We began our first week on Shackleton’s Journey with the advert posted by Shackleton and quoted above. The children were engaged immediately. We began by simply discussing what the advert might be for and who might be interested. We then read the introduction to the book and studied ‘The Crew’, considering what skills and qualities they needed. We looked at an actual letter that Shackleton received from ‘Three Sporty Girls’ and ended up discussing the role of women in society in 1914: an improvised PSHE lesson thrown in for good measure!

Following this, the children selected a member of the crew and wrote the application letter to Shackleton that they thought would have been good enough to secure them a place on the journey. Hot seating was next on the agenda as each group narrowed themselves down until we had just four potential applicants who were then grilled by the whole class to decide who deserved the final place on the ship. Elm Class will admit themselves that they find concentrating hard, and yet I saw some of the most reluctant writers in my class come to life as they read their letter aloud. They became the character: putting on posh voices and accents; readily making up a whole back story (and quite often a ‘sob story’) and exaggerating the truth quite considerably in an attempt to win their place on Shackleton’s crew.

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By the end of that first week, the children were fully on board (if you’ll excuse the pun…) and we were busy writing newspaper articles covering the departure of the Endurance from Plymouth Docks. Again, the lack of detail in the book meant that children had to use their imagination to add their own. We had quotations from Shackleton’s wife about how much she would miss her “Erny, Werny” and detailed explanations how the dogs had got their names.

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Week two brought our Ship’s Log. We read an extract from Kensuke’s Kingdom and used some of their experiences aboard The Peggy-Sue to add to our own log, since their journey also headed to South America first. The children sat with an atlas and annotated the journey and the events they wanted to include: from getting stuck in the Doldrums to losing in the crew’s ongoing poker tournament. Each child wrote a series of short logs across the week, ending when the ship departed South Georgia to head for the South Sandwich Islands.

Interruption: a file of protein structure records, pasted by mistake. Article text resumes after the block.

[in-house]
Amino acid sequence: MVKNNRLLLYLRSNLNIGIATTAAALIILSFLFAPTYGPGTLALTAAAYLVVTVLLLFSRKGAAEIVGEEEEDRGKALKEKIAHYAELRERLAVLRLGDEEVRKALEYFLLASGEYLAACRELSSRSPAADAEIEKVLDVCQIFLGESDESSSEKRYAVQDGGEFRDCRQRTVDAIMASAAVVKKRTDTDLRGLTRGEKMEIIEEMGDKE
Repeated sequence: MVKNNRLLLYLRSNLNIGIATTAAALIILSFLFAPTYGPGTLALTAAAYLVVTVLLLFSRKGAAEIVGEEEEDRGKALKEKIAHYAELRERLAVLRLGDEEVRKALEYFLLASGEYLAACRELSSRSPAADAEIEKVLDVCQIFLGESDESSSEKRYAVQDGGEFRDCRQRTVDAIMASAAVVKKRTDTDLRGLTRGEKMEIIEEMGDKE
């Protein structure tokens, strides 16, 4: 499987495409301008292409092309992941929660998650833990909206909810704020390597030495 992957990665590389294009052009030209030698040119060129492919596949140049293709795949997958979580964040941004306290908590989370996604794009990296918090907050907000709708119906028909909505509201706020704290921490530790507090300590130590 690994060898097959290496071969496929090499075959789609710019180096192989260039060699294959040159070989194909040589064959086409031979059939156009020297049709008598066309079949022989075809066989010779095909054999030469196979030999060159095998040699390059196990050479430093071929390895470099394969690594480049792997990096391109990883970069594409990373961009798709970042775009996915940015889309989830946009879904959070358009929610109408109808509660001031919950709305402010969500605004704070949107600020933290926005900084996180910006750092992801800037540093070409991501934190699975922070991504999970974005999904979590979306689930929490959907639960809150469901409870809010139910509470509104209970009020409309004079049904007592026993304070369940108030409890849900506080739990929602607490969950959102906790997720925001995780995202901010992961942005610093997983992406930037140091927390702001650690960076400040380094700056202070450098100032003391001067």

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Following this, we read the pages describing ‘The Winter Months’. They began by designing the interior of the Endurance to include rooms and activities that they felt would be sufficient to keep them entertained during the months of darkness.

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The children then chose one of the characters to write as, and wrote a first person narrative looking back on those months after many years. They added their own detail – anecdotes of specific events and exciting recounts of the dog races through the moonlit snow.

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Finally, we read the rest of the book and looked at the quote: “I chose life over death for myself and my friends… I believe it is in our nature to explore, to reach out into the unknown. The only true failure would be to not explore at all.” We debated whether or not the journey was a failure and wrote a balanced argument presenting both sides before concluding with our own opinion.

Trying a new book stimulus in the run up to SATs was a risk, but one I am so glad I took. The children loved our study of Shackleton’s Journey. I could easily have made it last a whole term, but perhaps part of its appeal to the children was that it was short and this meant their enthusiasm for the book was maintained throughout. In all of my years of using ‘the novel approach’, I have never used a non-fiction book, but Reading Teachers=Reading Pupils has opened my eyes to this possibility and I am immensely grateful for this. I can’t wait to try another of the books next year!

Sarah Hulbert
Fairford Church of England Primary School

As a not-for-profit organisation and registered charity we depend on donations to bring the arts and sciences live to audiences, support emerging talent, and deliver inspirational educational programmes.